Colleges and universities in Nova Scotia are teaming up to launch a pilot program to help international graduates get the information and coaching they need to immigrate to the Canadian province. 

“International students are well recognized as a significant pool of potential newcomers to our province,” says Dr. Peter Ricketts, president and vice-chancellor of Acadia University.

“This program will help Nova Scotia international graduates navigate the Canadian immigration system and identify their best options and pathways to stay in Nova Scotia. 

“We hope this program will further differentiate Nova Scotia as a welcoming and supportive community for international students.”

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As the chair of board of directors of EduNova, the cooperative behind the new Post-Graduation Immigration Support Pilot (PGISP) program, Ricketts was a key player in helping international graduates in the province access sessions with a qualified, regulated Canadian immigration consultants at no cost to the graduates.

Those consultants help the graduates navigate the Canadian immigration system by answering questions, identifying suitable pathways for permanent residency, and building confidence in those filing independent applications.

The PGISP is a Canadian first. The provincial government in Nova Scotia funds the program as part of its bid to retain international graduates and provides detailed information on immigration pathway programs through a new app, the iCent, and personalized immigration coaching post-graduation.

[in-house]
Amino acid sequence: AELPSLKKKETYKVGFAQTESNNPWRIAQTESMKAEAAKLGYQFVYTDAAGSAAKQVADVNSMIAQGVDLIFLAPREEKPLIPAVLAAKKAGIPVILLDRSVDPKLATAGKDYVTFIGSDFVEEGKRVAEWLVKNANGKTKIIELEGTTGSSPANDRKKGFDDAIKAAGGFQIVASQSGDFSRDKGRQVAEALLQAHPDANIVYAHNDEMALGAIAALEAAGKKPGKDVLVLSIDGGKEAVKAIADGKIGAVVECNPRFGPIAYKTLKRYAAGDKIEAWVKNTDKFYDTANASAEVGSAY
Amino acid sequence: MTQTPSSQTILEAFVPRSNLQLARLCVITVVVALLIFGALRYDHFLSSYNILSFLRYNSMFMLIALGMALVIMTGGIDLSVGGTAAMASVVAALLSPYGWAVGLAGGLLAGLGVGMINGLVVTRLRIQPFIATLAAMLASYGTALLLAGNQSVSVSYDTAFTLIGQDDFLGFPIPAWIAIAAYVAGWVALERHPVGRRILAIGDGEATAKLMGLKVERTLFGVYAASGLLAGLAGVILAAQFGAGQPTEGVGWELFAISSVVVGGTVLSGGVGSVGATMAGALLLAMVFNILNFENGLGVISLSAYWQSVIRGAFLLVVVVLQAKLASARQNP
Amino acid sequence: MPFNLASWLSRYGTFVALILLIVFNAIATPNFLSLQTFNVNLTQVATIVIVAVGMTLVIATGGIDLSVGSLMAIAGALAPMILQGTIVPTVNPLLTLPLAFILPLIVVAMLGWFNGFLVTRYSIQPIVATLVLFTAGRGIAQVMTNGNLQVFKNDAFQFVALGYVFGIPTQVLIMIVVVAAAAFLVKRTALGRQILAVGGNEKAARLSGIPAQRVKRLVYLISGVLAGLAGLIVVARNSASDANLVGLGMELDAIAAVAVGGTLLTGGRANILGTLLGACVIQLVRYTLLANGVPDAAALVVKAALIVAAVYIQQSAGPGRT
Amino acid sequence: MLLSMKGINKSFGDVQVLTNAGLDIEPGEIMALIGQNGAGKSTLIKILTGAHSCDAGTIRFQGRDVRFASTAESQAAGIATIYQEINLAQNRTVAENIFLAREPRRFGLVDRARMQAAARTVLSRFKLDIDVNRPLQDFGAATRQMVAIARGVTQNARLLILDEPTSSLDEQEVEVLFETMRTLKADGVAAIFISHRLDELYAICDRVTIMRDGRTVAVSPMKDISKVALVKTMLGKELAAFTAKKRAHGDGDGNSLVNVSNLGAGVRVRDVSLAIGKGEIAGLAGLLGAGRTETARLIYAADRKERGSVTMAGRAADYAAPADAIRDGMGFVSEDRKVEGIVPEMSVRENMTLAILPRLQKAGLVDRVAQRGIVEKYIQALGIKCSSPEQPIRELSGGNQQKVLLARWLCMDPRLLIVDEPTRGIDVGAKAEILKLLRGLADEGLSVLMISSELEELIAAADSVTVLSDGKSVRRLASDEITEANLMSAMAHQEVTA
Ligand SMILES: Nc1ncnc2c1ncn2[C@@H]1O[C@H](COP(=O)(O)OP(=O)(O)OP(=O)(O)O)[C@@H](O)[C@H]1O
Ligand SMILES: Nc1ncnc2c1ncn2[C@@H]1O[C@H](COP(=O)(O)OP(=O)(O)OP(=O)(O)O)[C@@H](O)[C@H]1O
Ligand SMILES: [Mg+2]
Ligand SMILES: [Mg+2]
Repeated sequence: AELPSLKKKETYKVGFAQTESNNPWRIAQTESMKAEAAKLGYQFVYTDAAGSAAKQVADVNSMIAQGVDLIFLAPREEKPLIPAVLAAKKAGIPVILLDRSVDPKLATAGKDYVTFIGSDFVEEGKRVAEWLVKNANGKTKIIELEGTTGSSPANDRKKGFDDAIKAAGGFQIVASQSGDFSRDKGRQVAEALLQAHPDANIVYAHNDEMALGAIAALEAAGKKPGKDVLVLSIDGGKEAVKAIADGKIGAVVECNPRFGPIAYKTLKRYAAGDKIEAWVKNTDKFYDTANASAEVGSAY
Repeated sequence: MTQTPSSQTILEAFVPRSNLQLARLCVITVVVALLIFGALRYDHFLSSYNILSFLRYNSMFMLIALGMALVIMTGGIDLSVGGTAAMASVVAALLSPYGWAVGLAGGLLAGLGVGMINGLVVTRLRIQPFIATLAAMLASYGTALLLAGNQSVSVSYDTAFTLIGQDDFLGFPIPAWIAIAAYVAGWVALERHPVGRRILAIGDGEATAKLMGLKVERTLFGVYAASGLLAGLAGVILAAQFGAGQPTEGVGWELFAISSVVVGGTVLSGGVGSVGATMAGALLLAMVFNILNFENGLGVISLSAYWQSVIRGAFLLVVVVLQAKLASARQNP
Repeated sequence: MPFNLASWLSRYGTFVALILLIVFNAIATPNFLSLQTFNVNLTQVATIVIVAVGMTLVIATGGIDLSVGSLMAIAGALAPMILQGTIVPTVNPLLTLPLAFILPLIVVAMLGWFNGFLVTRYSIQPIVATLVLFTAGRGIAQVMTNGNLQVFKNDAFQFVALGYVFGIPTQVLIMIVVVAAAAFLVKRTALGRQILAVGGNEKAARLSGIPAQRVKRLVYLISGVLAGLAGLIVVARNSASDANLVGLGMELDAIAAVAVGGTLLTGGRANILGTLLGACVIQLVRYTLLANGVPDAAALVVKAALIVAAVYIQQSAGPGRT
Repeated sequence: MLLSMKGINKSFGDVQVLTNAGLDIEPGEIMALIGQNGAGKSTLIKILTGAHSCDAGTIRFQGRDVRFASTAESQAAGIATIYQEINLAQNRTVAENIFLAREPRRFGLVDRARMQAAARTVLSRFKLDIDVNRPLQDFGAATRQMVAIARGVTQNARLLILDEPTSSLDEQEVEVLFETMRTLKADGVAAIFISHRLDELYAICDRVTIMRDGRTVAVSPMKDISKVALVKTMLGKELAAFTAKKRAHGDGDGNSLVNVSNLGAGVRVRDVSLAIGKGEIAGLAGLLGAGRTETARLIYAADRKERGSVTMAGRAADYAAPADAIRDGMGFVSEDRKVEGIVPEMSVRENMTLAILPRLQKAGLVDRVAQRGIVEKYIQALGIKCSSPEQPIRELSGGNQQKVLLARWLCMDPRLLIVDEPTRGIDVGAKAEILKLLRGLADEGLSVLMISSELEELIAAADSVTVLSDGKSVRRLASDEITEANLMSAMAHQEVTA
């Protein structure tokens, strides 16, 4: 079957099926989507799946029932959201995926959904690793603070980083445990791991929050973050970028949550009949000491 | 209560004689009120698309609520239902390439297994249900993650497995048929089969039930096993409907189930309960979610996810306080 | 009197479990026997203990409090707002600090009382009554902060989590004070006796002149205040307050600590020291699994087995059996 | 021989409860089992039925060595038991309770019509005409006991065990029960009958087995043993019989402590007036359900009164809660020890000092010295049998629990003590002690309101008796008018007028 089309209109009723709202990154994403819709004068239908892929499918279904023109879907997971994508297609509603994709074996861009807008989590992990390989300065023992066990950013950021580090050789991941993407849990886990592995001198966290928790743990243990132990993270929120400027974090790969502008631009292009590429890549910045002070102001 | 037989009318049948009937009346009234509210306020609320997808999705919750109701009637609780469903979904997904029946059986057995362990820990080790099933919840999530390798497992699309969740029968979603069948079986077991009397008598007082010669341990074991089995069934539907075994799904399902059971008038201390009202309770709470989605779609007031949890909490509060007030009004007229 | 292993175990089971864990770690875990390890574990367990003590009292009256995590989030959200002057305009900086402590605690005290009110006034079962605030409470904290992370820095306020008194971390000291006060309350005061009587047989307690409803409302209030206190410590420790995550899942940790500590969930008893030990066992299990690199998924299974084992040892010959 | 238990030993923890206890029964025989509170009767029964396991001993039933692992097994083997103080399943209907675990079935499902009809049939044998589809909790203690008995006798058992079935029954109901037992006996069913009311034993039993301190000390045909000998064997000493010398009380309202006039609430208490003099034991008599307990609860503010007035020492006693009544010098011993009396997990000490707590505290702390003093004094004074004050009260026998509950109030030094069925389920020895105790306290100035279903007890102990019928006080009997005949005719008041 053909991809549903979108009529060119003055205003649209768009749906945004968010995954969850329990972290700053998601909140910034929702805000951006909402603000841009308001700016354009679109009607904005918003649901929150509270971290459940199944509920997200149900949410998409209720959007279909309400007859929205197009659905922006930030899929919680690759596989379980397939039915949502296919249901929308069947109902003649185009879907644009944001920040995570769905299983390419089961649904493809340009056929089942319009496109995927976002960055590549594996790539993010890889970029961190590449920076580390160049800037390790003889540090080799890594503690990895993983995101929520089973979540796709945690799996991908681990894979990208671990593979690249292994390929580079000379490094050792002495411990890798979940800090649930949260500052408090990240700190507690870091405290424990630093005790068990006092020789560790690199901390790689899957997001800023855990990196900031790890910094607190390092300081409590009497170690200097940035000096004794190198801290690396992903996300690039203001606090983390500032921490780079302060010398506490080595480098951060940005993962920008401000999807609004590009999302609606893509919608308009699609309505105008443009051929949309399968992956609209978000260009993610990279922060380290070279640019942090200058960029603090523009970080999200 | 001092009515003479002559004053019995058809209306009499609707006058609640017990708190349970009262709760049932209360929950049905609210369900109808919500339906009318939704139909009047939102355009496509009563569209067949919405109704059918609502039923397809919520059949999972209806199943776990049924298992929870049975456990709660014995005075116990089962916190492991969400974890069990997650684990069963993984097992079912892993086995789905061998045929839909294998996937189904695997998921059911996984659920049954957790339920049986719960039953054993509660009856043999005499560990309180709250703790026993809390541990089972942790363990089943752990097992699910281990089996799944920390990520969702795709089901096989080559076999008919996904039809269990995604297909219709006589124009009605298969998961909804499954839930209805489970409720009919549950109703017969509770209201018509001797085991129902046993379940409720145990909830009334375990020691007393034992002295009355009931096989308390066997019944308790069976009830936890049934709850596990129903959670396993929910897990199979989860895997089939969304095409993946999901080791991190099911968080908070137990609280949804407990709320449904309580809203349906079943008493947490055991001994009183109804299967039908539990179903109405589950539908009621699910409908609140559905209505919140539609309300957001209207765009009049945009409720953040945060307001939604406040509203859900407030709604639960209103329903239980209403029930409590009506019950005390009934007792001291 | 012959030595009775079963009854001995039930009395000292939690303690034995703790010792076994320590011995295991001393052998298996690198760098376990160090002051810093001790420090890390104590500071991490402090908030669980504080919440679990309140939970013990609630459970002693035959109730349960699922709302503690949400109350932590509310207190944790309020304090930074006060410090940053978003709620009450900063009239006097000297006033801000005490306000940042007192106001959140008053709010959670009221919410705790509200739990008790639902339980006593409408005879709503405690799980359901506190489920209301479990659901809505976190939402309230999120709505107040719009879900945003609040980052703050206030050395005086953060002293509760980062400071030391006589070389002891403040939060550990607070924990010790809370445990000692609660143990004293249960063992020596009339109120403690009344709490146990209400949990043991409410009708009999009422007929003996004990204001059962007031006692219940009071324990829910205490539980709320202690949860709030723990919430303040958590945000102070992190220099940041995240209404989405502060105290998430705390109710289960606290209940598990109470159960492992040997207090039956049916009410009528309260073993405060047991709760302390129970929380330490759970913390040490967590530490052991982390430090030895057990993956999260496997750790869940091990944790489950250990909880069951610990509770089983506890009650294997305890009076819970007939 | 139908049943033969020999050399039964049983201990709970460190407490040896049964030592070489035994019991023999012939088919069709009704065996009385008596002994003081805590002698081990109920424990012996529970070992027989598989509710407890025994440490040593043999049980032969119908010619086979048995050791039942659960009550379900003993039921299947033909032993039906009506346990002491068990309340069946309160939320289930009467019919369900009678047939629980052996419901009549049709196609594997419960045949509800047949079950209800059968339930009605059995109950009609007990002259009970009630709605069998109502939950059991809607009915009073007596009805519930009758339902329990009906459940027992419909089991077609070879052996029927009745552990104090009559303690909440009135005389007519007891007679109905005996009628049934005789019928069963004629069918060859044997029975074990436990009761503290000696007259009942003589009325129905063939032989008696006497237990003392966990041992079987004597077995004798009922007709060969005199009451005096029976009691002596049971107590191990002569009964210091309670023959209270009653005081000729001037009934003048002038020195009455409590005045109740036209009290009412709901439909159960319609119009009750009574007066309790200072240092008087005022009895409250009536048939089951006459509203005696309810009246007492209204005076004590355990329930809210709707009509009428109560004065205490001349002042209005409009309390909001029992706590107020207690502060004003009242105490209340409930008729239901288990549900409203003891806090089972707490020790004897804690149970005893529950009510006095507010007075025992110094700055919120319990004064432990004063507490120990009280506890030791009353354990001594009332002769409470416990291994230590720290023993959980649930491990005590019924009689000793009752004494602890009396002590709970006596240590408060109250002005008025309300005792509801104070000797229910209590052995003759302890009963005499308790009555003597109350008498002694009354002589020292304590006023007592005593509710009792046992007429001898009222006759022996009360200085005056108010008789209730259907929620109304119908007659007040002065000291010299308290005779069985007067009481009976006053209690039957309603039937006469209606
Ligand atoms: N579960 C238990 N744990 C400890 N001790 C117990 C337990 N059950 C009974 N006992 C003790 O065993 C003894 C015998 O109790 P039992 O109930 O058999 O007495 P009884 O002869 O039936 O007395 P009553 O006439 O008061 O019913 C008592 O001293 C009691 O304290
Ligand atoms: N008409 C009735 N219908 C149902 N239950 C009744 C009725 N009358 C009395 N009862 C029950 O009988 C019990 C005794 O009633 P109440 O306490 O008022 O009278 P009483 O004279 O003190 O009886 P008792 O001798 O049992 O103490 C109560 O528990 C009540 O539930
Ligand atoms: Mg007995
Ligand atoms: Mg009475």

“This funding is key for making immigration support more accessible for all international students in Nova Scotia after graduation,” says Shawna Garrett, president and CEO of EduNova. 

“Our goal is to help more interested international graduates attain permanent residency and make Nova Scotia their home long-term.”

Nova Scotia Trying To Boost Immigration To Resolve Serious Labour Shortages

The iCent app provides students with detailed pre-arrival information and has offered support to international students about COVID-19 during the global pandemic.

Nova Scotia’s latest effort to woo international students comes as it is trying to boost immigration and in particular recruit more healthcare workers to resolve its ongoing labour shortages. 

Earlier this year, Nova Scotia Health Minister Michelle Thompson said only immigration can resolve the shortage, as the province announced more than $1 million in funding for the Newcomer Health Clinic in Halifax.

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Her plan is to streamline the licensing process for foreign-trained healthcare workers immigrating to Canada and speed up credential recognition and licensing for those healthcare workers.

Across Canada, an acute labour shortage in the healthcare system is being exacerbated by the high number of workers off sick due to the latest wave of COVID-19, notes Statistics Canada earlier this year in its Labour Force Survey, July 2022.